Germany: Fidelity launches KAG as AUM rises
GERMANY - Fidelity Investments has confirmed the launch of its new German investment company, or a KAG, which will enable it to create and administrate German-domiciled funds for institutional and retail investors.
The move came amid an almost 40% rise in institutional assets under management.
According to Klaus Mössle, the head of Fidelity’s German institutional business who joined from Deutsche Asset Management last year, the new KAG will be of considerable help in the asset manager’s efforts to win over a considerable number of midsize institutional clients in Germany.
“These clients, which sometimes have as little as €20m to €25m to invest, prefer that portfolio management and administration of Spezialfonds (German institutional funds) to be done by the same provider,” Mössle told a news conference concerning Fidelity’s results for 2004.
“Now that we have a KAG, we can meet this need, and since the clients are investing in Spezialfonds, they benefit from a cost, tax and diversification perspective,” he said.
Mössle added that while Fidelity, which specialises in European equity and bond funds, continued to compete hard for big German institutional clients, the midsize segment offered significant growth potential. The segment comprises smaller German pension funds, insurers and banks.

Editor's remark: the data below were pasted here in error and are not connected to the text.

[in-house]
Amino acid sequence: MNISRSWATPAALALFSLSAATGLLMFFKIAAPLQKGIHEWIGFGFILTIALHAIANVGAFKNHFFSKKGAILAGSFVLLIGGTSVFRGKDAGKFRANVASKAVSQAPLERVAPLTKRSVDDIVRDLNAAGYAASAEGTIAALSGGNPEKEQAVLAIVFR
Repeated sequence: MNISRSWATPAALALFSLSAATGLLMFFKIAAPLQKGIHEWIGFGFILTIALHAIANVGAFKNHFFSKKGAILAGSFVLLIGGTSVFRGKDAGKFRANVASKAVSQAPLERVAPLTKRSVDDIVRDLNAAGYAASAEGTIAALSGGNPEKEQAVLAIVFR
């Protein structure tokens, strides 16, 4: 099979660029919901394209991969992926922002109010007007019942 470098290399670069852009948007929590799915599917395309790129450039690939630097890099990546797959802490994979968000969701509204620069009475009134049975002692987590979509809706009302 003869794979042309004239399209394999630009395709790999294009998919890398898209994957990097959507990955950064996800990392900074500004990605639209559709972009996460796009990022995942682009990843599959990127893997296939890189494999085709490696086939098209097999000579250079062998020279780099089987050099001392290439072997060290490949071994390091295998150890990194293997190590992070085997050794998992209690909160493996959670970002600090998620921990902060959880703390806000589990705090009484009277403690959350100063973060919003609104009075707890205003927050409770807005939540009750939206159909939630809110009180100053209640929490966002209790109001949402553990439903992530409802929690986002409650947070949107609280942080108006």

As 2004, ended, Fidelity counted 18 mandates from German institutional investors. Of the figure, three-quarters came from pension funds, with insurers and banks accounting for 15% and 10% respectively.
Fidelity’s institutional assets under management totalled €1.38bn at the end of 2004, up 39% from the previous year. For the future, Fidelity – with the help of the KAG – expects to grow its institutional business in Germany by 20-30% annually.
In terms of asset allocation, Fidelity has invested 85% of the €1.38bn in German institutional assets in equities, most of which are in Europe. The other 15% of the volume is invested in fixed income.
Mössle said that Fidelity aimed to raise the fixed-income share of the portfolio. “Fidelity is commonly known as a specialist for equities. We also, however, are a big investor in fixed income,” he said.
Beyond equities and bonds, Mössle declined to say what other asset classes Fidelity planned to offer German institutional clients, noting that his firm’s returns on equities were in many cases better than those of the competition.